Super six: Exeter Chiefs represented on England’s tour of South Africa in June (photo: Getty Images)

Have you had to pick up Jonny Hill after he was taken on tour and ignored?

Not really. He’s actually come back determined to add some elements to his game that he thinks will push him to that level of being an international player. He hasn’t come back with an attitude where we’ll need to rebuild his confidence. He’s still a young man with a lot to learn but he’s going about things in exactly the right manner.

How is your relationship with England boss Eddie Jones now after there was a little bit of tension over training ground injuries?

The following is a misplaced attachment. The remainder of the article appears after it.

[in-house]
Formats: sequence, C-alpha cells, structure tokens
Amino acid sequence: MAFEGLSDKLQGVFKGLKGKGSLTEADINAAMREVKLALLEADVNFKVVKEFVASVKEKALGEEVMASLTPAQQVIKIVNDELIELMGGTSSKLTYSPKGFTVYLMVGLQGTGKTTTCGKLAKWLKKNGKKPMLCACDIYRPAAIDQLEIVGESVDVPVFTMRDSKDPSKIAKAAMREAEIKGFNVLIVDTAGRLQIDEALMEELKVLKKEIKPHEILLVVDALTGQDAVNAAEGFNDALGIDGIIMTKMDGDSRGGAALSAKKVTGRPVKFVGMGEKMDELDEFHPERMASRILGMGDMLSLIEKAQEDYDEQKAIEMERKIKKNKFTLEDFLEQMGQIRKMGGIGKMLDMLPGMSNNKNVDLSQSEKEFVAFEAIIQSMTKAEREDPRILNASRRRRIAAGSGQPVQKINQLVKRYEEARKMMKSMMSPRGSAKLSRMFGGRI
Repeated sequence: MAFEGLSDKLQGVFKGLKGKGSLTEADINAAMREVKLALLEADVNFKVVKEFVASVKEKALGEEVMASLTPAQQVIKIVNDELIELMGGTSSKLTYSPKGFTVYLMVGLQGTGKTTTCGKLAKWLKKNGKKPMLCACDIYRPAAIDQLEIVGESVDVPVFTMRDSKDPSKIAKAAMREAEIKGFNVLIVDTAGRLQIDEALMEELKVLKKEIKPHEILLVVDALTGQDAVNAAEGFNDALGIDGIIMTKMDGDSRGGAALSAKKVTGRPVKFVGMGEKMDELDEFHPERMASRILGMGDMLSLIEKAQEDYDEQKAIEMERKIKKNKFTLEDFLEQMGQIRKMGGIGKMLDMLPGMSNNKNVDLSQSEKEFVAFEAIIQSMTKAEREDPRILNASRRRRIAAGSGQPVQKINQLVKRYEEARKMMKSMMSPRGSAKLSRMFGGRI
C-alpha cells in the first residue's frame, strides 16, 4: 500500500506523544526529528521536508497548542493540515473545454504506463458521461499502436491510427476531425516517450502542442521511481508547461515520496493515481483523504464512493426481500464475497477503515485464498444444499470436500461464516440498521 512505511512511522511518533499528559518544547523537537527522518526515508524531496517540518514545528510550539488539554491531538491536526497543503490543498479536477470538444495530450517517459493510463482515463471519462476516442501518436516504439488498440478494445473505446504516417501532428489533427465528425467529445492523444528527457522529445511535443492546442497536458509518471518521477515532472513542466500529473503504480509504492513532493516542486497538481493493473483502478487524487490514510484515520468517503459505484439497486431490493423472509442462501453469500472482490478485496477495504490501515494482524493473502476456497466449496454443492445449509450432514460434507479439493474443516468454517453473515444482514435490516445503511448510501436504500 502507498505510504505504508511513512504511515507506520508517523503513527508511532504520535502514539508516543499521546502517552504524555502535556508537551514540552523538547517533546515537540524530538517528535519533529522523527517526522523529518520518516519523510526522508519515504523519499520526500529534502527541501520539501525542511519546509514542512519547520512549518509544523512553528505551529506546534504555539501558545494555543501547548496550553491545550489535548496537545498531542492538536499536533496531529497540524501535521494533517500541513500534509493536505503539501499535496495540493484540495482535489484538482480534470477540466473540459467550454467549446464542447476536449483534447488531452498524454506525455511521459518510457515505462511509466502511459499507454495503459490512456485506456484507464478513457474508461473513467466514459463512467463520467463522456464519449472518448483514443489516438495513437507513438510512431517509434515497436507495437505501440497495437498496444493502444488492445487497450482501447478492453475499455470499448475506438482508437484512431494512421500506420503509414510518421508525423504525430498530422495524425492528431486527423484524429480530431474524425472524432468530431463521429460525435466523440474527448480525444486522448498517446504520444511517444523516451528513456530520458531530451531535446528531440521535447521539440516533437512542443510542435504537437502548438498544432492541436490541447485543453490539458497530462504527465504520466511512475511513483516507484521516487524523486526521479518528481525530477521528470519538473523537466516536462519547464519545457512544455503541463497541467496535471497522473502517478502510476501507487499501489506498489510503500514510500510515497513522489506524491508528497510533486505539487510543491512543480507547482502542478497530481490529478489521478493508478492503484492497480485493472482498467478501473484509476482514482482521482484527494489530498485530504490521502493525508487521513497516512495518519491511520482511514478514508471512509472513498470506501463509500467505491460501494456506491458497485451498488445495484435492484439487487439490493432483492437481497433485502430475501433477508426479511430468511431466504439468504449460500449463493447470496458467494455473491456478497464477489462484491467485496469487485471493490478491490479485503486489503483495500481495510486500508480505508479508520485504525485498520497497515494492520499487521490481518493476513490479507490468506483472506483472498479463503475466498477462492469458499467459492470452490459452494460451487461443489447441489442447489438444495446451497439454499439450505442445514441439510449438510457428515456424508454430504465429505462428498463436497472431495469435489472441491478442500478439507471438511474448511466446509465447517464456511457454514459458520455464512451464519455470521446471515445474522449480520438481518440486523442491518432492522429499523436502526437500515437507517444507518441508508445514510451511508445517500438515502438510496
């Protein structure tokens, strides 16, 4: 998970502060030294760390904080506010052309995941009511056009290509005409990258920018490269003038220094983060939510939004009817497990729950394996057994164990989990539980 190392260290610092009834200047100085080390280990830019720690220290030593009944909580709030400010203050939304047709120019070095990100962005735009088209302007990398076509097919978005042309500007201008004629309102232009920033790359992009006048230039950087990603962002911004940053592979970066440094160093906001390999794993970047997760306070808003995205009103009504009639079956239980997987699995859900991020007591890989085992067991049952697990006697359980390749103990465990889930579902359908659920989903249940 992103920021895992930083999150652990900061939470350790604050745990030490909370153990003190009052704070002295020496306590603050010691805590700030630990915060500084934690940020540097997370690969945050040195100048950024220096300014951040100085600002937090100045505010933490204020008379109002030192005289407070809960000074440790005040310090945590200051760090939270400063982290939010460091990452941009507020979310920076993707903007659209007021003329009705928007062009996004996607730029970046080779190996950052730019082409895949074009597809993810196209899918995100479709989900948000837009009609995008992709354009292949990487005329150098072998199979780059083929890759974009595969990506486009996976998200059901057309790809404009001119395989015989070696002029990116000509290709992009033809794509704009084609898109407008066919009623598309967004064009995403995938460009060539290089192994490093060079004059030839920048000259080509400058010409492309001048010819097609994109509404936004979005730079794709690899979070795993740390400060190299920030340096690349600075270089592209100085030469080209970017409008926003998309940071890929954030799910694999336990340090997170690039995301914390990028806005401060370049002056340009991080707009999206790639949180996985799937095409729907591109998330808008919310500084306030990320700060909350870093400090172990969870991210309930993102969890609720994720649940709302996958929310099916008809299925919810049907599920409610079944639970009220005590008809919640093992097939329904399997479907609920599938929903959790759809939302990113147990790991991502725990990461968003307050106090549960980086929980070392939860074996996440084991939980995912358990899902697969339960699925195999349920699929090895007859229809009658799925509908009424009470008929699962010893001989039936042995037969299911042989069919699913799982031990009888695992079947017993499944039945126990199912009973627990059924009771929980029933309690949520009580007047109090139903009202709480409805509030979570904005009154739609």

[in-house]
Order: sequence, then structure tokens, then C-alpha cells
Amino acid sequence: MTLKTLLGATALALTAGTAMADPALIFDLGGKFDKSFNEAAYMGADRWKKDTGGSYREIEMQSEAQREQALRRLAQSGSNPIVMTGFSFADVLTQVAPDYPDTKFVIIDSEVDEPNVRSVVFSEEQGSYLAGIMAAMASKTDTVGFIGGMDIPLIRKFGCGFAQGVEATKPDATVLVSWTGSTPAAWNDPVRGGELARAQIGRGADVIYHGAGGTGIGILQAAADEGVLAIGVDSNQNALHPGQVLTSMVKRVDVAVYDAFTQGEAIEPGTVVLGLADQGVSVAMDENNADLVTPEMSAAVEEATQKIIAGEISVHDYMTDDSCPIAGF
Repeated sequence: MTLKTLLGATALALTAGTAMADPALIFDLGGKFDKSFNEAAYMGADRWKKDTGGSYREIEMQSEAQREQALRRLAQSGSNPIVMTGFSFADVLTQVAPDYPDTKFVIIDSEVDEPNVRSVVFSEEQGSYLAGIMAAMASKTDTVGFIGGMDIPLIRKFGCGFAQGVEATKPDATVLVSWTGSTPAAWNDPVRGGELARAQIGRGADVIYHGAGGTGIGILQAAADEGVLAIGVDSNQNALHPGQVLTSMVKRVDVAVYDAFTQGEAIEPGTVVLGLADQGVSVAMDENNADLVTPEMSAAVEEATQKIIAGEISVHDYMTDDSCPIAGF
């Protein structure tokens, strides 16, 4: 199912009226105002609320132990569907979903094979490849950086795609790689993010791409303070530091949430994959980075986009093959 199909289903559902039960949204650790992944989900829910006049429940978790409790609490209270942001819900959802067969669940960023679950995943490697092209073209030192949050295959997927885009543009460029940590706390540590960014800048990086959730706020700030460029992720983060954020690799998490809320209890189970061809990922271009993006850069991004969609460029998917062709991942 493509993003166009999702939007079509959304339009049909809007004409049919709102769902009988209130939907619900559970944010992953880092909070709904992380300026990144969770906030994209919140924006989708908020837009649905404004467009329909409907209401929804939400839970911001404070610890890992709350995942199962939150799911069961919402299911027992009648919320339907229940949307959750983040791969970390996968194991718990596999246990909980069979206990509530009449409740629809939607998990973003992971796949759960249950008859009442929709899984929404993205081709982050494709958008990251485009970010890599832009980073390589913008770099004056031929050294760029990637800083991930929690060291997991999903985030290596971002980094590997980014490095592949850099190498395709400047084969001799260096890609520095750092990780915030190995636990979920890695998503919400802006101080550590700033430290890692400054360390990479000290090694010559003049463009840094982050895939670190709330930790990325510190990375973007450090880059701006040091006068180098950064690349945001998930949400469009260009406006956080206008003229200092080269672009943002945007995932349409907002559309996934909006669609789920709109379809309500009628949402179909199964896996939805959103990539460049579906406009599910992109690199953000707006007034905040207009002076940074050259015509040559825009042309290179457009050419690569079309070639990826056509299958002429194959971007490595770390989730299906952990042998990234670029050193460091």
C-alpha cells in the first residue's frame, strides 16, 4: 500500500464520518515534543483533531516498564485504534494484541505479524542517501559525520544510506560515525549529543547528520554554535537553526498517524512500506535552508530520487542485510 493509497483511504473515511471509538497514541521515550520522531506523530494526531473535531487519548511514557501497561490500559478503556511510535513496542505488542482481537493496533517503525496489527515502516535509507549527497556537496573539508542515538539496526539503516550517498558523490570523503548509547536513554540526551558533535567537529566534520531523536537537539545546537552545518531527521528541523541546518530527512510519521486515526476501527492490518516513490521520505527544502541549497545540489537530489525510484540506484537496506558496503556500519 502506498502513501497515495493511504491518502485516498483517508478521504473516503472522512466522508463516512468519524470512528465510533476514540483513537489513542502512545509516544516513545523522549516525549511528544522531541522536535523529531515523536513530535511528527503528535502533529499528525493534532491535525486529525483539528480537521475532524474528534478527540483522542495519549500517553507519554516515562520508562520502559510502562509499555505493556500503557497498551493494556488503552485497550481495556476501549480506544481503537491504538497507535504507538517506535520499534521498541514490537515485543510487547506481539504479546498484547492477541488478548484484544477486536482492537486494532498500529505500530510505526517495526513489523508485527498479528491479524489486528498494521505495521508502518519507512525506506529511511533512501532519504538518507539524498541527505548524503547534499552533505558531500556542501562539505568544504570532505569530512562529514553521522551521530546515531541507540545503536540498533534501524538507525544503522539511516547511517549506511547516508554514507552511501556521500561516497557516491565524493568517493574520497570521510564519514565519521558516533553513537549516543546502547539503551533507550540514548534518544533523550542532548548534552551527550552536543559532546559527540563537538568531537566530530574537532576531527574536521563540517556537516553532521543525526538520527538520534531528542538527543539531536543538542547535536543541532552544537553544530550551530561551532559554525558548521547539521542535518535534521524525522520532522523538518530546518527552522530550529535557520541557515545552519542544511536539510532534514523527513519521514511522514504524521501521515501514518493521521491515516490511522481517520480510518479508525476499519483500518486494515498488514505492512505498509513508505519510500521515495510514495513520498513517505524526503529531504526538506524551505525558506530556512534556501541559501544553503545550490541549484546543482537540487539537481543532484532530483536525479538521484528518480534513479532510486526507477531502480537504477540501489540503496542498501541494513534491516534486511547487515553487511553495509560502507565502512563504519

It’s pretty open and honest. Eddie’s come to the club a couple of times and I’ve given him feedback on our conditioning programmes, which he’s been open to listen to. People think there must be confrontation all the time but there’s not.

Ultimately, we both want our players to play at the best level they can and the only thing that creates a little bit of tension is if something England do is detrimental to our players. A lot of it isn’t and you want your players training with other good players and playing against world-class teams because I’m a great believer that players improve in those environments.

The only thing that causes conflict is if you feel a player is being pushed beyond what they’re physically capable of. I’ve spoken to Eddie about it because if we’re working a player close to his limit anyway, you don’t want that envelope getting pushed too far.